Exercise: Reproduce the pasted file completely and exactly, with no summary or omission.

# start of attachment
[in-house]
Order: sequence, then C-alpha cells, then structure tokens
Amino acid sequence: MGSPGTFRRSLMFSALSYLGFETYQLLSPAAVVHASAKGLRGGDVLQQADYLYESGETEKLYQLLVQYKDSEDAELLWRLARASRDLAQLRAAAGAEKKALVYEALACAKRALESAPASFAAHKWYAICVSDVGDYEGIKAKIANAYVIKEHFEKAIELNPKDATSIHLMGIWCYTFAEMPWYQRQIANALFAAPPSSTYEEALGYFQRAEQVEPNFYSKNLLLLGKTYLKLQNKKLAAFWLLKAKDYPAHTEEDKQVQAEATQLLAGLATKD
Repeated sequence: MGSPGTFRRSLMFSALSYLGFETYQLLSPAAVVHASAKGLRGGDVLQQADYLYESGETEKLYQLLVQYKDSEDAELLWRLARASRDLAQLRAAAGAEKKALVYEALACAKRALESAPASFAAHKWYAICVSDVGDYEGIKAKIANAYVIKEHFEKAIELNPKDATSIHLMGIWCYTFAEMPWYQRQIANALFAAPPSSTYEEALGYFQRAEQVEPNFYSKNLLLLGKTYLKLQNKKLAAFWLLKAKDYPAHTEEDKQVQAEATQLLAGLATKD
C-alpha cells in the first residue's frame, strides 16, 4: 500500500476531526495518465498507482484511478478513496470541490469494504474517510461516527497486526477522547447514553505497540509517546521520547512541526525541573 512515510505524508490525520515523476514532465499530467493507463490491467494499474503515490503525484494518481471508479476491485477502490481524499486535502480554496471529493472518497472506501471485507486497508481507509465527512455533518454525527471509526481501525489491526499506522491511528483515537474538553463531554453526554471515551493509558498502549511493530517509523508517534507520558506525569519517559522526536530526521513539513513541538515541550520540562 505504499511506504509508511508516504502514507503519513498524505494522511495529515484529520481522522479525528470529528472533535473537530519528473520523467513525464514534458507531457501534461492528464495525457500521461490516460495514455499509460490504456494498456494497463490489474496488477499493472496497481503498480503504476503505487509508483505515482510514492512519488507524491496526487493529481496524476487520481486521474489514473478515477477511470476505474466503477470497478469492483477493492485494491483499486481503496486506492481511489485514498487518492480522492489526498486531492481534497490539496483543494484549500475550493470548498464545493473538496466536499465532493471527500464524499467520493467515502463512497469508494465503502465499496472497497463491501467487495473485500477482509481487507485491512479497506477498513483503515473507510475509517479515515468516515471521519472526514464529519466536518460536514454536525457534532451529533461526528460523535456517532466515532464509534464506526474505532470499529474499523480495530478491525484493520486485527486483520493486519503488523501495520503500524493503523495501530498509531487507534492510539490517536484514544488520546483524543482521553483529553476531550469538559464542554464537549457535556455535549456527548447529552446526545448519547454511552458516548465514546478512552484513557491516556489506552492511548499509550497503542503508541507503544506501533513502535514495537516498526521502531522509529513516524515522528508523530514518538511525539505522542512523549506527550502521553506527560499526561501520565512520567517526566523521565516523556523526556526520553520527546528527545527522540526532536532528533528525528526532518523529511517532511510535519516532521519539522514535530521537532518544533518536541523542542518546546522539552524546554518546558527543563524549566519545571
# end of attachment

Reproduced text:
[in-house]
Order: sequence, then C-alpha cells, then structure tokens
Amino acid sequence: MGSPGTFRRSLMFSALSYLGFETYQLLSPAAVVHASAKGLRGGDVLQQADYLYESGETEKLYQLLVQYKDSEDAELLWRLARASRDLAQLRAAAGAEKKALVYEALACAKRALESAPASFAAHKWYAICVSDVGDYEGIKAKIANAYVIKEHFEKAIELNPKDATSIHLMGIWCYTFAEMPWYQRQIANALFAAPPSSTYEEALGYFQRAEQVEPNFYSKNLLLLGKTYLKLQNKKLAAFWLLKAKDYPAHTEEDKQVQAEATQLLAGLATKD
Repeated sequence: MGSPGTFRRSLMFSALSYLGFETYQLLSPAAVVHASAKGLRGGDVLQQADYLYESGETEKLYQLLVQYKDSEDAELLWRLARASRDLAQLRAAAGAEKKALVYEALACAKRALESAPASFAAHKWYAICVSDVGDYEGIKAKIANAYVIKEHFEKAIELNPKDATSIHLMGIWCYTFAEMPWYQRQIANALFAAPPSSTYEEALGYFQRAEQVEPNFYSKNLLLLGKTYLKLQNKKLAAFWLLKAKDYPAHTEEDKQVQAEATQLLAGLATKD
C-alpha cells in the first residue's frame, strides 16, 4: 500500500476531526495518465498507482484511478478513496470541490469494504474517510461516527497486526477522547447514553505497540509517546521520547512541526525541573 512515510505524508490525520515523476514532465499530467493507463490491467494499474503515490503525484494518481471508479476491485477502490481524499486535502480554496471529493472518497472506501471485507486497508481507509465527512455533518454525527471509526481501525489491526499506522491511528483515537474538553463531554453526554471515551493509558498502549511493530517509523508517534507520558506525569519517559522526536530526521513539513513541538515541550520540562 505504499511506504509508511508516504502514507503519513498524505494522511495529515484529520481522522479525528470529528472533535473537530519528473520523467513525464514534458507531457501534461492528464495525457500521461490516460495514455499509460490504456494498456494497463490489474496488477499493472496497481503498480503504476503505487509508483505515482510514492512519488507524491496526487493529481496524476487520481486521474489514473478515477477511470476505474466503477470497478469492483477493492485494491483499486481503496486506492481511489485514498487518492480522492489526498486531492481534497490539496483543494484549500475550493470548498464545493473538496466536499465532493471527500464524499467520493467515502463512497469508494465503502465499496472497497463491501467487495473485500477482509481487507485491512479497506477498513483503515473507510475509517479515515468516515471521519472526514464529519466536518460536514454536525457534532451529533461526528460523535456517532466515532464509534464506526474505532470499529474499523480495530478491525484493520486485527486483520493486519503488523501495520503500524493503523495501530498509531487507534492510539490517536484514544488520546483524543482521553483529553476531550469538559464542554464537549457535556455535549456527548447529552446526545448519547454511552458516548465514546478512552484513557491516556489506552492511548499509550497503542503508541507503544506501533513502535514495537516498526521502531522509529513516524515522528508523530514518538511525539505522542512523549506527550502521553506527560499526561501520565512520567517526566523521565516523556523526556526520553520527546528527545527522540526532536532528533528525528526532518523529511517532511510535519516532521519539522514535530521537532518544533518536541523542542518546546522539552524546554518546558527543563524549566519545571